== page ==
Alzheimer's disease (AD) is a chronic, irreversible neurodegenerative disorder where patients develop dementia, cognitive disorders and mood changes. The drugs currently used for AD are limited due to lack of efficacy and only slow deterioration. Therefore, it is urgent to find new targets for developing drugs to treat AD patients. Amyloid plaques, an aggregation of beta amyloid protein (Abeta), are one of the two brain abnormalities that define AD. The other hallmark is neurofibrillary tangles (NFT), which are aggregates of hyperphosphorylated tau protein. Previous studies have shown that DYRK1A (Dual specificity tyrosine-phosphorylation-regulated kinase 1A) are highly expressed in the hippocampus of AD patients and involved in the pathogenesis of plaques and NFT formation. Thus, inhibition of DYRK1A is a potential target to treat AD. By using computational modeling analysis, our research team have filtered five potential DYRK1A inhibitors. Three specific aims will be executed in three years: (1) based on these five structures, we will optimize and synthesize potent DYRK1A inhibitors. (2) to validate the inhibitory effect of DYRK1A inhibitors on reduction of Abeta formation and Tau phosphorylation using neuronal cells. (3) to select the most potent compound as our candidate DYRK1A inhibitor and evaluate its effect on learning and memory enhancement in both aging mice, scopolamine induced memory impairment mice and transgenic mice. Our preliminary result showed that one of our five candidates, 711-D-001, inhibit only DYRK1 family out of 97 human kinase families. Further validation experiment showed that 711-D-001 inhibited only DYRK1A but not DYRK1B indicating that this is a highly selective inhibitor against DYRK1A. From this project, a new category of drugs will be developed for the treatment of AD.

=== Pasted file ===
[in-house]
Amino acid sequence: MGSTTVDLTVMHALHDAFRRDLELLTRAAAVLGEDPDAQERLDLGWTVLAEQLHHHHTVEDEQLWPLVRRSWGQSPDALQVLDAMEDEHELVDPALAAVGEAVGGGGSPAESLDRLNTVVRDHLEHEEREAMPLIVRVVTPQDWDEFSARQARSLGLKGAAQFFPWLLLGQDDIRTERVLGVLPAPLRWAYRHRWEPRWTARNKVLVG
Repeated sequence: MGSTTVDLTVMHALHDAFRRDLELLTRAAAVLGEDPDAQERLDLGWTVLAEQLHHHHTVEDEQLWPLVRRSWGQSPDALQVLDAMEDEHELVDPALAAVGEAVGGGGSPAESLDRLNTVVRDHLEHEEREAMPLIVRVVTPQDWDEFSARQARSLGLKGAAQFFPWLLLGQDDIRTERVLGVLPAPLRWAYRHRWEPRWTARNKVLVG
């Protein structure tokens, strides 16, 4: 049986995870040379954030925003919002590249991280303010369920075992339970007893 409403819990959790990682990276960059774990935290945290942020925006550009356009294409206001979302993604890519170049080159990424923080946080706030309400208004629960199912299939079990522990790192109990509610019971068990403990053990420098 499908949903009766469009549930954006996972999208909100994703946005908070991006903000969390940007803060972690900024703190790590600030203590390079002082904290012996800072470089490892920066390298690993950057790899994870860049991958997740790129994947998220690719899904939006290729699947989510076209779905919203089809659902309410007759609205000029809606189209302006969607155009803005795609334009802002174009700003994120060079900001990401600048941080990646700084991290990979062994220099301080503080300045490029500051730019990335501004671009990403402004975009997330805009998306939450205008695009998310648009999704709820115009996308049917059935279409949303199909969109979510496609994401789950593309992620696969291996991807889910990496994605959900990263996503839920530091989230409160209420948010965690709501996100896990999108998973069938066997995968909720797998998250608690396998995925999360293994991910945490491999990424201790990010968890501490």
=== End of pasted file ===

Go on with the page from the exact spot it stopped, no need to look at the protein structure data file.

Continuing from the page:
|Effective start/end date||8/1/18 → 7/1/19|
- Alzheimer's disease
- drug development
- selective inhibitor
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